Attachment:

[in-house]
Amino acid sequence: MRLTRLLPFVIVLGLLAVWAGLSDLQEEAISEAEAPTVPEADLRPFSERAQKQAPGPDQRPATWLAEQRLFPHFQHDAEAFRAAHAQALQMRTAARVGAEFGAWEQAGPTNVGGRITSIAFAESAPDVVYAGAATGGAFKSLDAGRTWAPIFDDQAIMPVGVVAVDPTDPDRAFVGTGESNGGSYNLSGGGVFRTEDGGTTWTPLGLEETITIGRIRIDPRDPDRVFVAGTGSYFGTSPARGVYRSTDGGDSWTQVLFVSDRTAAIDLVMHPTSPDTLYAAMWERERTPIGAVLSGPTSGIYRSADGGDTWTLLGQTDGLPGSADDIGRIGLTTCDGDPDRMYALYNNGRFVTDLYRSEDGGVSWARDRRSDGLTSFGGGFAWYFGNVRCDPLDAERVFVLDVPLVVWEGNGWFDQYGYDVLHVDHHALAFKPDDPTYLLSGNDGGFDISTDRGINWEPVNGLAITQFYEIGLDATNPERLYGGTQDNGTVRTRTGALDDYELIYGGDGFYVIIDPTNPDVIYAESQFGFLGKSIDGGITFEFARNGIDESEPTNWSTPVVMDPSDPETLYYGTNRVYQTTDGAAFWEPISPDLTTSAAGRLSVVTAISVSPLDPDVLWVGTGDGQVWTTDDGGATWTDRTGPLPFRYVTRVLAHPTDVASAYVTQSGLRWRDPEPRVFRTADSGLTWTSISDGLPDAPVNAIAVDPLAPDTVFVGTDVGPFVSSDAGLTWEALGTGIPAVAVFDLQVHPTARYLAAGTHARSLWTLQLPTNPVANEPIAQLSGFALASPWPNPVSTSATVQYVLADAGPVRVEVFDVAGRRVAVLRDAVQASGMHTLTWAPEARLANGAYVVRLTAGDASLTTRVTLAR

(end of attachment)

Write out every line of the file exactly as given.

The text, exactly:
[in-house]
Amino acid sequence: MRLTRLLPFVIVLGLLAVWAGLSDLQEEAISEAEAPTVPEADLRPFSERAQKQAPGPDQRPATWLAEQRLFPHFQHDAEAFRAAHAQALQMRTAARVGAEFGAWEQAGPTNVGGRITSIAFAESAPDVVYAGAATGGAFKSLDAGRTWAPIFDDQAIMPVGVVAVDPTDPDRAFVGTGESNGGSYNLSGGGVFRTEDGGTTWTPLGLEETITIGRIRIDPRDPDRVFVAGTGSYFGTSPARGVYRSTDGGDSWTQVLFVSDRTAAIDLVMHPTSPDTLYAAMWERERTPIGAVLSGPTSGIYRSADGGDTWTLLGQTDGLPGSADDIGRIGLTTCDGDPDRMYALYNNGRFVTDLYRSEDGGVSWARDRRSDGLTSFGGGFAWYFGNVRCDPLDAERVFVLDVPLVVWEGNGWFDQYGYDVLHVDHHALAFKPDDPTYLLSGNDGGFDISTDRGINWEPVNGLAITQFYEIGLDATNPERLYGGTQDNGTVRTRTGALDDYELIYGGDGFYVIIDPTNPDVIYAESQFGFLGKSIDGGITFEFARNGIDESEPTNWSTPVVMDPSDPETLYYGTNRVYQTTDGAAFWEPISPDLTTSAAGRLSVVTAISVSPLDPDVLWVGTGDGQVWTTDDGGATWTDRTGPLPFRYVTRVLAHPTDVASAYVTQSGLRWRDPEPRVFRTADSGLTWTSISDGLPDAPVNAIAVDPLAPDTVFVGTDVGPFVSSDAGLTWEALGTGIPAVAVFDLQVHPTARYLAAGTHARSLWTLQLPTNPVANEPIAQLSGFALASPWPNPVSTSATVQYVLADAGPVRVEVFDVAGRRVAVLRDAVQASGMHTLTWAPEARLANGAYVVRLTAGDASLTTRVTLAR